Tuesday, August 28, 2007

How to judge a healthcare system

Was the recent shooting of a child in Liverpool a healthcare issue? According to the WHO it was. Cafe Hayek reprinted part of a column by John Stossel, in which he looks at why the USA did so badly in the WHO and Commonwealth Fund country surveys. They take life expectancy into account, which of course includes gun fatalities and traffic accidents - on both of which counts the USA does badly. But here's the best bit:

Another reason the U.S. didn't score high in the WHO rankings is that we are less socialistic than other nations. What has that got to do with the quality of health care? For the authors of the study, it's crucial. The WHO judged countries not on the absolute quality of health care, but on how "fairly" health care of any quality is "distributed." The problem here is obvious. By that criterion, a country with high-quality care overall but "unequal distribution" would rank below a country with lower quality care but equal distribution.

It's when this so-called "fairness," a highly subjective standard, is factored in that the U.S. scores go south.

The U.S. ranking is influenced heavily by the number of people — 45 million — without medical insurance. As I reported in previous columns, our government aggravates that problem by making insurance artificially expensive with, for example, mandates for coverage that many people would not choose and forbidding us to buy policies from companies in another state.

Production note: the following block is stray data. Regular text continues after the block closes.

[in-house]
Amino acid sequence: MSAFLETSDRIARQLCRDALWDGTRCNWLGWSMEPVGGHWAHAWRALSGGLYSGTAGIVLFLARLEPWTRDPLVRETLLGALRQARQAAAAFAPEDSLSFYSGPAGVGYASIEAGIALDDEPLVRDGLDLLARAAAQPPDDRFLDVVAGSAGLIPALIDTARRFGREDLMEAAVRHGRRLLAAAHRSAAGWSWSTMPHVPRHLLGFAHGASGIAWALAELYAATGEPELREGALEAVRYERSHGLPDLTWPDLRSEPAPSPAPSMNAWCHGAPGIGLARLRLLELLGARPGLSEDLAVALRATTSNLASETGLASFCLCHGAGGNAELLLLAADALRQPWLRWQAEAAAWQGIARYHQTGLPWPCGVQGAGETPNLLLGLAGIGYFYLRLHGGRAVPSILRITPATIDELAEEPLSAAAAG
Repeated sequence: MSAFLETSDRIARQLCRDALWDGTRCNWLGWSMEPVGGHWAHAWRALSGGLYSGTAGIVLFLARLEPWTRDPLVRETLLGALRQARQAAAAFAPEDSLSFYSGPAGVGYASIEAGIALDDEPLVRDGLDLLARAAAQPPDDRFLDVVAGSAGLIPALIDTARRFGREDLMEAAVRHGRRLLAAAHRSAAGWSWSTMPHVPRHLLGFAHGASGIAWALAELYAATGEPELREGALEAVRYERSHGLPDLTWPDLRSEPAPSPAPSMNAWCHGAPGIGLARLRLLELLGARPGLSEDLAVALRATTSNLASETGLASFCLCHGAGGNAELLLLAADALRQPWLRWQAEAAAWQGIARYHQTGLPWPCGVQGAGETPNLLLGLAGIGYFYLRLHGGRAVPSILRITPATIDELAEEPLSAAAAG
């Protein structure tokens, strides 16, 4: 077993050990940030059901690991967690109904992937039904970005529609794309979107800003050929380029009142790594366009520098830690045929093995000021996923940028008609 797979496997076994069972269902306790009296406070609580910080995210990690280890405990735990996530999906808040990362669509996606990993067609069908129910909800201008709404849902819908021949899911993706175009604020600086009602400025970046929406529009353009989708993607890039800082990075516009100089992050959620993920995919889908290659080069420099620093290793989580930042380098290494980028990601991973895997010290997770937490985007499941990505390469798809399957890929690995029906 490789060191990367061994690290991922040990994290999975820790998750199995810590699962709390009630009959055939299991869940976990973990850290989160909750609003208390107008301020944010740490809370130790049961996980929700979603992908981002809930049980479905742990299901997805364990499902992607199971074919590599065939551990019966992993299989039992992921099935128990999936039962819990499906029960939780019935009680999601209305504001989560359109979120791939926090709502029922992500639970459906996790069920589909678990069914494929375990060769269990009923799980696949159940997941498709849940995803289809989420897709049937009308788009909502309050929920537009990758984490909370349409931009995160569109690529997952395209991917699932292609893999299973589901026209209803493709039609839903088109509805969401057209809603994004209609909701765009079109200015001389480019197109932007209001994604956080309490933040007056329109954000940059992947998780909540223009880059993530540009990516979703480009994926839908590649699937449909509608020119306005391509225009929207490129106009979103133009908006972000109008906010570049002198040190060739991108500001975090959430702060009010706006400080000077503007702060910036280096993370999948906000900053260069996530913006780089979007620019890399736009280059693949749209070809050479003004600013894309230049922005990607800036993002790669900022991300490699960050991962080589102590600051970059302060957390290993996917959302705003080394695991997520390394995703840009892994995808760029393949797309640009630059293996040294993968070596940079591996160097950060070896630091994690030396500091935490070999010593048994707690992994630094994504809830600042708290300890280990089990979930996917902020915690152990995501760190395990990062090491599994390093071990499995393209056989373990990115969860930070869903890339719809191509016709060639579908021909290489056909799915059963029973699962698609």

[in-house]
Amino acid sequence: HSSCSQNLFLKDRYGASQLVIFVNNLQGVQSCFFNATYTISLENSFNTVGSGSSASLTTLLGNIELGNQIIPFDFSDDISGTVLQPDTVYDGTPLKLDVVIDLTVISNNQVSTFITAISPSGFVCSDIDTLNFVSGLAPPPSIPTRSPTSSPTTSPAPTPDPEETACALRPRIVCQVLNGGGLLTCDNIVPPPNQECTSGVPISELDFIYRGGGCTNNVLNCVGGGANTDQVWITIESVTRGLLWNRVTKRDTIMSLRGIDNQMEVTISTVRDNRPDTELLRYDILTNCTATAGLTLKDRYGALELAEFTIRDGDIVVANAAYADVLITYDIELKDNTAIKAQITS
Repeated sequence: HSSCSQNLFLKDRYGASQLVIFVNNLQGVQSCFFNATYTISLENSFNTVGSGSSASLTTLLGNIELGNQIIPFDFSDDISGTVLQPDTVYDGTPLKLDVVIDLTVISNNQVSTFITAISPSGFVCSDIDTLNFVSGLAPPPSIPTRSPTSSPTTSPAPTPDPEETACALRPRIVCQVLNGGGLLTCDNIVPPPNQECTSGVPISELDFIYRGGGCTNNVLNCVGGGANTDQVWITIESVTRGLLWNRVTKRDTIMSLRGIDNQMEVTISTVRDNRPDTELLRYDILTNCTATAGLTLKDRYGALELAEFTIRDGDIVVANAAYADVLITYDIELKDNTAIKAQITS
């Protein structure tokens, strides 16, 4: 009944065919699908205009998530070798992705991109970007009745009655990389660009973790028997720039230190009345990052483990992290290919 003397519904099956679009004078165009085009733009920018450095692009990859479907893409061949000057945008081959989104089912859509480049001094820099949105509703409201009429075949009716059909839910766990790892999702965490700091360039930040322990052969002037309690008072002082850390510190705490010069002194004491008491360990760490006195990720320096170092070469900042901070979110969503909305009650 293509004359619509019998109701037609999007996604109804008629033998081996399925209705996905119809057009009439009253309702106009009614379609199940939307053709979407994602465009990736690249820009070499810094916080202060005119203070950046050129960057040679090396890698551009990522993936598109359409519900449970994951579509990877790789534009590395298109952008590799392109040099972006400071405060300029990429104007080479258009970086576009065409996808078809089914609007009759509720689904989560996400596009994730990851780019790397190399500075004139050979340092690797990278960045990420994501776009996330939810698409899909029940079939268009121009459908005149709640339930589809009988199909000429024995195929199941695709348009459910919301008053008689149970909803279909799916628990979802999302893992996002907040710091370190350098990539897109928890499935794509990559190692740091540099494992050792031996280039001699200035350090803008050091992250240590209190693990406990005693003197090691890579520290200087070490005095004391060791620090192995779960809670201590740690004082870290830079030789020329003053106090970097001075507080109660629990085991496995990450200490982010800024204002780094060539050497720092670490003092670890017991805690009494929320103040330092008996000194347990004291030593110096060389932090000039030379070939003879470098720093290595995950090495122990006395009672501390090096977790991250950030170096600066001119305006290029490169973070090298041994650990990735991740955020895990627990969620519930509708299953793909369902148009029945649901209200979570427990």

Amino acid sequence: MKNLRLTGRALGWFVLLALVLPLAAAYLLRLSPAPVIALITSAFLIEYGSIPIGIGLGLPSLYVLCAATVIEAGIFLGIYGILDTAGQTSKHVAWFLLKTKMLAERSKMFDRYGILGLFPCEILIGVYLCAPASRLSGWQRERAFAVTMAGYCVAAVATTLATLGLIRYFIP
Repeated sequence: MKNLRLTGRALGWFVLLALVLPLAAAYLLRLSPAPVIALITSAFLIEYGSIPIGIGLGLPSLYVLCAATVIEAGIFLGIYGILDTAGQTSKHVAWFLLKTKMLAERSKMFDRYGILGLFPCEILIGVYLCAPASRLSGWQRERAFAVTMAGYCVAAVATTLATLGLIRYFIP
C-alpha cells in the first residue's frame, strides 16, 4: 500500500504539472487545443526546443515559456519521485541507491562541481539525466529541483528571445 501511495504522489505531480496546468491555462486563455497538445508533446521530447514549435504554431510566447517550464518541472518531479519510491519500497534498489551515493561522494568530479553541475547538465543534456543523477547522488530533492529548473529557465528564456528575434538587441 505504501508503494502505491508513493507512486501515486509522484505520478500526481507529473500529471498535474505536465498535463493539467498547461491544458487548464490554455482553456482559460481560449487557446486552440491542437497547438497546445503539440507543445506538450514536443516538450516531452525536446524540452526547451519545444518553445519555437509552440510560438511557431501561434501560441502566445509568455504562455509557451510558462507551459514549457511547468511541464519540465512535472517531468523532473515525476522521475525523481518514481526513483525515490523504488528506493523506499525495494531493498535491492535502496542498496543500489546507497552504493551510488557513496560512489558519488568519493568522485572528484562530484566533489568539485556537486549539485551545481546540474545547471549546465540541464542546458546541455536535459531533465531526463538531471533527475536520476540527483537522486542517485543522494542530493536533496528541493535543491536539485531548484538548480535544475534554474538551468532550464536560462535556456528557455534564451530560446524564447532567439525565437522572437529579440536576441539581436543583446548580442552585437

Even with these interventions, the 45 million figure is misleading. Thirty-seven percent of that group live in households making more than $50,000 a year, says the U.S. Census Bureau. Nineteen percent are in households making more than $75,000 a year; 20 percent are not citizens, and 33 percent are eligible for existing government programs but are not enrolled.

1 comment:

Anonymous said...

Two of our closest friends (she and I were in the PhD program together decades ago) are illustrative. She was disgusted by nasty university politics, and when she finished her PhD, she and her husband bought a farm, sheep and goats. She did what she loved most: weaving. He is a handyman, and a very good one. They have two children, live below the poverty line, and don't accept a cent of government assistance. Somehow, they manage to buy medical insurance.

There's plenty of insurance policies available here, and just about anyone who wants insurance can afford to buy it.